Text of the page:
Australian Energy Stocks Take A Big Hit

In Australia, all the action is on the ground. Energy stocks were hit big time in Friday’s trade. Santos [ASX:STO] finished down a whopping 13%. The ‘defensive’ Origin Energy [ASX:ORG] fell 7%.

Both of these companies have major LNG projects on the go. As I pointed out on Friday, taking investment costs into account, these projects aren’t looking so good with oil prices at current levels.

Let me put the situation into perspective for you. Last week, the Bureau of Resources and Energy Economics published their six monthly update on major resource and energy projects. Here’s an excerpt from the introduction, my emphasis included:

As at October, there were 44 projects at the Committed Stage with a combined value of $228 billion compared with 48 projects with a combined value of $229 billion six months earlier. LNG projects continue to drive resource and energy investment in Australia, accounting for around 87 per cent of the value of committed projects.’

So there is nearly $200 billion of investment underway in Australia right now devoted to the production of LNG. And a lot of it is going to hit the market next year, which won’t help the price environment at all. That means returns on capital for these projects will be much lower than projected.

I know these projects are long term…they’re going to produce for 20 plus years. But in the short term, the low price environment will do some major share price damage.

A company’s intrinsic value is all about the returns it generates on shareholder capital. In the case of Australia’s big energy companies who have invested in LNG, these returns, in the short term at least, will be poor. No wonder share prices are taking a beating.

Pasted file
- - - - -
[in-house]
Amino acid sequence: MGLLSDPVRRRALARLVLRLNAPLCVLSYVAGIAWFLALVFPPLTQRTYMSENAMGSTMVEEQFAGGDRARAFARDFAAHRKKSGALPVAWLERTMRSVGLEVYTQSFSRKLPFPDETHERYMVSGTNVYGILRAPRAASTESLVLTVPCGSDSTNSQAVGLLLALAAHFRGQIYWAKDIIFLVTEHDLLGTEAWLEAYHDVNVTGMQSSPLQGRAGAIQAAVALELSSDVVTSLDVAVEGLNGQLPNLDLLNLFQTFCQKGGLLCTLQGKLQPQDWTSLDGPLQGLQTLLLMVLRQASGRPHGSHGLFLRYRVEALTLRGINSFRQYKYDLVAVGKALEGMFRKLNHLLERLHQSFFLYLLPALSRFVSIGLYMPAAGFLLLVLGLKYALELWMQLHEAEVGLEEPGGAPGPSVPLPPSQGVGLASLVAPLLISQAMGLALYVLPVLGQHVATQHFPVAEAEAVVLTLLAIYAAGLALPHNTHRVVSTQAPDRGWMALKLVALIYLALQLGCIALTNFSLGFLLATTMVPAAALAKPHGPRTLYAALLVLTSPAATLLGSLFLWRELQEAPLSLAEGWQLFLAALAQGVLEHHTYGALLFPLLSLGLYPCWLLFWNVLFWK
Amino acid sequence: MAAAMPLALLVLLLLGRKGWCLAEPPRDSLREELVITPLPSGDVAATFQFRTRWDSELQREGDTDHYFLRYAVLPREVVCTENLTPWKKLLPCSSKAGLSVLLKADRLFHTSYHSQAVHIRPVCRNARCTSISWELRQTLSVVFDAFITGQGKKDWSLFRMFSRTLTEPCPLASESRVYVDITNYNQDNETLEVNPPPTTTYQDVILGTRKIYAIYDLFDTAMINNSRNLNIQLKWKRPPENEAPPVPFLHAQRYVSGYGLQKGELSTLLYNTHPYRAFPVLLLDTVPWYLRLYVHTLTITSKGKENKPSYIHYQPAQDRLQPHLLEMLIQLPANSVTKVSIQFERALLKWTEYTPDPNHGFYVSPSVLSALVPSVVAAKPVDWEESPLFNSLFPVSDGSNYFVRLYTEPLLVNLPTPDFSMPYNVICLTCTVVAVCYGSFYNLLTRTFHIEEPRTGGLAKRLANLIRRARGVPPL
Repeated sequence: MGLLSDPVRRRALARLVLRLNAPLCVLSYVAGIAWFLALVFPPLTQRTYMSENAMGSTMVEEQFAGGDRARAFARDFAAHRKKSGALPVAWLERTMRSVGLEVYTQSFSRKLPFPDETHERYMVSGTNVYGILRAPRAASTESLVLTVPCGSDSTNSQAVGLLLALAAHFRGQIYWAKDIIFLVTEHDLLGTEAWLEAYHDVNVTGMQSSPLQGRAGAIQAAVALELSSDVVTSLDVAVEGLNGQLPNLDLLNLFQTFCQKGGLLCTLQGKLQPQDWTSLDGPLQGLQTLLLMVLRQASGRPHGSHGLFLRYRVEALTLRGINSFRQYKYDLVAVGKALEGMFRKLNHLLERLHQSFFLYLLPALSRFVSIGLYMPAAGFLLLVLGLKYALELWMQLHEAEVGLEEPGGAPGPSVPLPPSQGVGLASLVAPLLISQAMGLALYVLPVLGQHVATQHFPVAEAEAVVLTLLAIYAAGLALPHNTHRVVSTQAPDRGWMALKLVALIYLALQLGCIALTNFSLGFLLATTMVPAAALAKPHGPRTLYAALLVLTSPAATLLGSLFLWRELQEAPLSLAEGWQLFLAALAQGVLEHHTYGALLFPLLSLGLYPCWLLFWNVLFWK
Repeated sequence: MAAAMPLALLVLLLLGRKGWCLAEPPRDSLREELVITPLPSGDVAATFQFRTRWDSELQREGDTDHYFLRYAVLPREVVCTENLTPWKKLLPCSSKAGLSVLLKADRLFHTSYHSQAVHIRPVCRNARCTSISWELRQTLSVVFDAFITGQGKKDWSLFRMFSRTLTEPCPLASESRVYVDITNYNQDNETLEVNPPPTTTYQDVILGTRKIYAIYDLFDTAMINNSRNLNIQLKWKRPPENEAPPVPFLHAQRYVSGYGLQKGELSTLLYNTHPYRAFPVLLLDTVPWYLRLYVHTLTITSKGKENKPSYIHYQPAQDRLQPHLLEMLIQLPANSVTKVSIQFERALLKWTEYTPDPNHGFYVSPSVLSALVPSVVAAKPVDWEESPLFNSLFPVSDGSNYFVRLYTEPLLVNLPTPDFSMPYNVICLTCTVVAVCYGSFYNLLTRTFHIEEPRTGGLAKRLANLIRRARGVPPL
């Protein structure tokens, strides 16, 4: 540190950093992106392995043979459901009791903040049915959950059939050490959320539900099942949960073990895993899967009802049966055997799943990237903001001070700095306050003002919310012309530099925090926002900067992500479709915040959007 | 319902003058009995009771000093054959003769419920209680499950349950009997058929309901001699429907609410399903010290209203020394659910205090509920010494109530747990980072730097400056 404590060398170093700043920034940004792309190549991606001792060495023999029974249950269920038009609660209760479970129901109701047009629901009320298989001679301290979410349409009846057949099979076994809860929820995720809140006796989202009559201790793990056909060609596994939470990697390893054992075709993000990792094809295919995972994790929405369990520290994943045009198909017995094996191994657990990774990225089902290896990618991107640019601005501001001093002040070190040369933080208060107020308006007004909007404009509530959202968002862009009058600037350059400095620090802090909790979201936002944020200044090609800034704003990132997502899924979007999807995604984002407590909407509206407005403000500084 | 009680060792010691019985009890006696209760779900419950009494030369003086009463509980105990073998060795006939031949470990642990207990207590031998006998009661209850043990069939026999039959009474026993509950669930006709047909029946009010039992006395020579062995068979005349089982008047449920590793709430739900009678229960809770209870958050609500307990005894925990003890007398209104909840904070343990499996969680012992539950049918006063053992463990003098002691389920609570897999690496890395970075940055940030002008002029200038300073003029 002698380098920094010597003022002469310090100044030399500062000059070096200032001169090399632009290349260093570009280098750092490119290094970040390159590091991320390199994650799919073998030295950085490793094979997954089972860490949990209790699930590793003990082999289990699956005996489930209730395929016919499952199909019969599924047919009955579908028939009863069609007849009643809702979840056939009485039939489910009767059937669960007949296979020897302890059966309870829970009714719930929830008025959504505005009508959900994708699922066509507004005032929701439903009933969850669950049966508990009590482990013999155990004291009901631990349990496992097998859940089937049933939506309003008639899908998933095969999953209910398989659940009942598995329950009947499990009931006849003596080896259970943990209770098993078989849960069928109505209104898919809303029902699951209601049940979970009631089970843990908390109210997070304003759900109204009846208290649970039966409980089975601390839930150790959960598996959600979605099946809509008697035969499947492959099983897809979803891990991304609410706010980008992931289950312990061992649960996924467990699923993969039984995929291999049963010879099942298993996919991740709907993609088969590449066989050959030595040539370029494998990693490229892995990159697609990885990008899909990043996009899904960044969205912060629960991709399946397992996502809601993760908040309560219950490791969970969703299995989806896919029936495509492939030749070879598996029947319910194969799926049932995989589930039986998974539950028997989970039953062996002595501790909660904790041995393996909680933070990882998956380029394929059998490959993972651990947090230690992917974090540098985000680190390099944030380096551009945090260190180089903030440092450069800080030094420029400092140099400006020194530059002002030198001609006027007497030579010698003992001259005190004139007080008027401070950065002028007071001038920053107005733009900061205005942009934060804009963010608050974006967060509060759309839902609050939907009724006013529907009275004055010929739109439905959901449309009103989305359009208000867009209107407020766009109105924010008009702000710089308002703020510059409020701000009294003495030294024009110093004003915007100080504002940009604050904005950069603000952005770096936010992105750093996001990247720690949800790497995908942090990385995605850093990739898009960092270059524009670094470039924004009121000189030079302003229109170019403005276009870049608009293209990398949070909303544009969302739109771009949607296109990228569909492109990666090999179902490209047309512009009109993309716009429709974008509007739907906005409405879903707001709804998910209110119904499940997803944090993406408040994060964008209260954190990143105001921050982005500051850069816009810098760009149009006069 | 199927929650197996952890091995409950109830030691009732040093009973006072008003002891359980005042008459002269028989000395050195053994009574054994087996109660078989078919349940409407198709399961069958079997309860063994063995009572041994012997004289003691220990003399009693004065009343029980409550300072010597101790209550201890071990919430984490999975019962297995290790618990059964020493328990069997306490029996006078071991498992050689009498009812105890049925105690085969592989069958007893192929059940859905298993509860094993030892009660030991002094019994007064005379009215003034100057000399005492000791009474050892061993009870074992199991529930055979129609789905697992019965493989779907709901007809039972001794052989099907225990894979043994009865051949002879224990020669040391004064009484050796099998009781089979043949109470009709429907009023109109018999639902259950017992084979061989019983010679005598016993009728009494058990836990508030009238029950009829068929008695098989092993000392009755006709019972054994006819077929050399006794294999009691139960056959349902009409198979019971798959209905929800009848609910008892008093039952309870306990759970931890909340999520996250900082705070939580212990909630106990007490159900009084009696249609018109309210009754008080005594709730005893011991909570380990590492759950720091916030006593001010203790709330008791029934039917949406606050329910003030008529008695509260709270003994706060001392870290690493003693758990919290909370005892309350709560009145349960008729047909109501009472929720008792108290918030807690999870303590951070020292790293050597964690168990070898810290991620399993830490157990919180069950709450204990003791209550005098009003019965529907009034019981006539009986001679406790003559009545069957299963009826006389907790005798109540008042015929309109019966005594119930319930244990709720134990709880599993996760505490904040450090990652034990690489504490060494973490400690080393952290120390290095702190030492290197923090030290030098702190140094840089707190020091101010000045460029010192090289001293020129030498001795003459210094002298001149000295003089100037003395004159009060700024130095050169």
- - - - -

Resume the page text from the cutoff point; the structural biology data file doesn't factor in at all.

It’s a sector I wouldn’t want to be in for a while. Sure, you’ll probably see a rebound soon and at the end of the price rout there will be some bargains, but for now you’re better off standing aside and waiting to see where the dust settles.


Greg Canavan+
For Markets and Money

Greg Canavan is a Contributing Editor at Markets & Money and Head of Research at Port Phillip Publishing. He advocates a counter-intuitive investment philosophy based on the old adage that ‘ignorance is bliss’. Greg says that investing in the ‘Information Age’ means you now have all the information you need. But is it really useful? Much of it is noise, and serves to confuse rather than inform investors. And, through the process of confirmation bias, you tend to sift the information that you agree with. As a result, you reinforce your biases. This gives you the impression that you know what is going on. But really, you don’t know. No one does. The world is far too complex to understand. When you accept this, your newfound ignorance becomes a formidable investment weapon. That’s because you’re not a slave to your emotions and biases. Greg puts this philosophy into action as the Editor of Crisis & Opportunity. He sees opportunities in crises. To find the opportunities, he uses a process called the ‘Fusion Method’, which combines charting analysis with more conventional valuation analysis. Charting is important because it contains no opinions or emotions. Combine that with traditional stock analysis, and you have a robust stock selection strategy. With Greg’s help, you can implement a long-term wealth-building strategy into your financial planning, be better prepared for the financial challenges ahead, and stop making the same mistakes that most private investors do every time they buy a stock. To find out more about Greg’s investing style and his financial worldview, take out a free subscription to Markets & Money here. And to discover more about Greg’s ‘ignorance is bliss’ investment strategy and the Fusion Method of investing, take out a 30-day trial to his value investing service Crisis & Opportunity here. Official websites and financial e-letters Greg writes for:

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